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Dwarf french bean recommendations

EmerionEmerion Carmarthenshire Posts: 442

I’m giving up growing a few types of veg in the polytunnel as they have been decimated for 3 years running with something that might be a mosaic virus ( my amateur diagnosis). I did my best to prevent it coming back but am defeated for now. As one replacement, I’m thinking of growing dwarf french beans outside. They have to be dwarf to stand a fighting chance against our wild weather. I would like to sow one early  and one late. I have seen Allegria recommended, but can’t find it anywhere. That’s a late one. Any other recommendations? 

Carmarthenshire 
If at first you don’t succeed, have some cake. 
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  • ButtercupdaysButtercupdays Posts: 4,293
    Purple Teepee does well for me and there's plenty of wind here. I don't know if it's early or late, usually only get one shot at things here, short seasons!
  • EmerionEmerion Carmarthenshire Posts: 442
    Purple Teepee does well for me and there's plenty of wind here. I don't know if it's early or late, usually only get one shot at things here, short seasons!
    Plenty of wind, as in your wigwams fall over despite your best efforts to anchor/shield them? 😀 
    Carmarthenshire 
    If at first you don’t succeed, have some cake. 
  • Pete.8Pete.8 Billericay, EssexPosts: 9,863
    I usually sow 3 batches of DFB (May, June and July) to give a supply throughout the summer and early autumn. Each batch comprises just 3-4 plants.
    I've used many varieties over the years - most recently Cobra was very prolific as was Safari.
    I plant them in groups of 3 or 4 with about 2ft between each group so they support each other.
    Pick regularly to keep them coming.
    The yield is extremely good - most go to my neighbours.
    Knowledge is knowing that a tomato is a fruit.
    Wisdom is not putting it in a fruit salad.
  • ButtercupdaysButtercupdays Posts: 4,293
    I'm 1300ft up in the Pennines, on the edge of the Peak District. so yes, plenty of wind and wigwams require careful positioning and erection to stand a chance. One reason I grow dwarf beans too :D
    I do have windbreak netting round the veg garden which helps a bit, and there's a good stone wall on the east side which filters the wind from that direction. I also shove lots of things in fairly close together so they help protect each other.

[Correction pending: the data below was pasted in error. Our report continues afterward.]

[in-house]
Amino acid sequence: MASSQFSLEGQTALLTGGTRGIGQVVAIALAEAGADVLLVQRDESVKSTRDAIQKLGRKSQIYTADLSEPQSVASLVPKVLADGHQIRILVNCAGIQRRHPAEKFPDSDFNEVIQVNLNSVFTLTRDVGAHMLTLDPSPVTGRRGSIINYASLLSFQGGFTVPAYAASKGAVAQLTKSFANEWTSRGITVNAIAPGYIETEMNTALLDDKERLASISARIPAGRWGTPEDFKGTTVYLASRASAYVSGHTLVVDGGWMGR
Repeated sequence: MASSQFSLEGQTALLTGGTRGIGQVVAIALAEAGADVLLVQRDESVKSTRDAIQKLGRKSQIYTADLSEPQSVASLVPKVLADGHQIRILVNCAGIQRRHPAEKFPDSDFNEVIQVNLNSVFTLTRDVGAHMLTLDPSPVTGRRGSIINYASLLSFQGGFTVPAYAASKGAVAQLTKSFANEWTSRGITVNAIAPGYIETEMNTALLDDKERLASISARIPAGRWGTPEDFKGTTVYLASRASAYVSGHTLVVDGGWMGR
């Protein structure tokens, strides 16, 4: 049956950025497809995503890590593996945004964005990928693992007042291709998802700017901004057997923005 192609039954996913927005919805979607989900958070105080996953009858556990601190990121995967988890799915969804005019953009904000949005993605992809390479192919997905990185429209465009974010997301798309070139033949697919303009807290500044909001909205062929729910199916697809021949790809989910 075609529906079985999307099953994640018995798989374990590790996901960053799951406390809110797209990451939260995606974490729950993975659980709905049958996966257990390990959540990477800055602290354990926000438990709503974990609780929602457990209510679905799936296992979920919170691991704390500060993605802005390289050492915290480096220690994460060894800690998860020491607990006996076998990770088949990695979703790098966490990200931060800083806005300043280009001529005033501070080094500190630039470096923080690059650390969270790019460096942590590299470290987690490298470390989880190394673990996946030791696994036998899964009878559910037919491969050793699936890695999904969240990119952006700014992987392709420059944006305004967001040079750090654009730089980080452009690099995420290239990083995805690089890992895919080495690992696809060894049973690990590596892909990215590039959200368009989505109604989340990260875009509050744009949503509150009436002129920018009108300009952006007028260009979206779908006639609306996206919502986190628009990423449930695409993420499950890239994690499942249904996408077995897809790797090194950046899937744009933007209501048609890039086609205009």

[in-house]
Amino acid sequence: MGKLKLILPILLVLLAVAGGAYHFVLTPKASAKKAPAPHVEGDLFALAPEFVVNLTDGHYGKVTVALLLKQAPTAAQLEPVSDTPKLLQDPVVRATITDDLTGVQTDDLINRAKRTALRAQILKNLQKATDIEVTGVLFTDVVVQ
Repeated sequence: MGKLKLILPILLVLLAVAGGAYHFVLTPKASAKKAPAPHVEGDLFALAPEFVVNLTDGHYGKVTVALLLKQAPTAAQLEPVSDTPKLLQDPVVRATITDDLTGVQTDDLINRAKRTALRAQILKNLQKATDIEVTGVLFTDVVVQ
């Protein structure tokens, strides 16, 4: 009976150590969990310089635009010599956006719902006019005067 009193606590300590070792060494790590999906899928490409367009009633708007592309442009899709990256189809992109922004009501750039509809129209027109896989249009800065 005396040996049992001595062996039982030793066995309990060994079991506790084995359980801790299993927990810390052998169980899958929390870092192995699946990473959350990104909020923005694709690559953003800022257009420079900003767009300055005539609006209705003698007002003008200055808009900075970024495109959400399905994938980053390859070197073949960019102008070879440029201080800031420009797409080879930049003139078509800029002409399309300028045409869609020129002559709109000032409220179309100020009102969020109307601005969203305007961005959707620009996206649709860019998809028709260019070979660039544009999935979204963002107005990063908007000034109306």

• EmerionEmerion Carmarthenshire Posts: 442
    OK, well that’s hopeful. I expect your wigwam-sheltering skills are better than mine. 
    Carmarthenshire 
    If at first you don’t succeed, have some cake. 
  • philippasmith2philippasmith2 Posts: 2,424
    Champion are my favourite but I don't think they are available here - prolific and reliable.  I'd also agree with Safari and Cobra .  Orca are usually good too. ( Somerset coastal area in both raised beds and large containers ). 
  • bertrand-mabelbertrand-mabel Posts: 1,902
    Teepee and safari do well for us. As they are dwarf we do not put up wigwams just twigs to stop the pigeons getting at them. We sow at different times like @Pete.8 this allows for harvesting throughout the summer into winter. We always have a surplus which is passed onto family and friends, frozen and used in chutneys. A good harvest compared to the peas we sow each year.
  • Desi_in_LondonDesi_in_London London regionPosts: 666
    Where I volunteer , we grew dwarf french bean "faraday" seed from Tamar organics - plants were prolific , and really very short ( certainly less than 2 feet / 60 cm , probably more like 45 cm, so should suit windy sites ). Fast maturing and ( in London) pretty pest-free last summer. 
    Kindness is always the right choice.
  • war  garden 572war garden 572 maryland usaPosts: 197
    i usually go with two old school varieties either contender 
    or provider.  Since they both work well free standing or 
    with my three sisters variation.  which is similar to the
    one Joy Larkcom used. 

  • Nanny BeachNanny Beach Posts: 8,299
    Annabelle 
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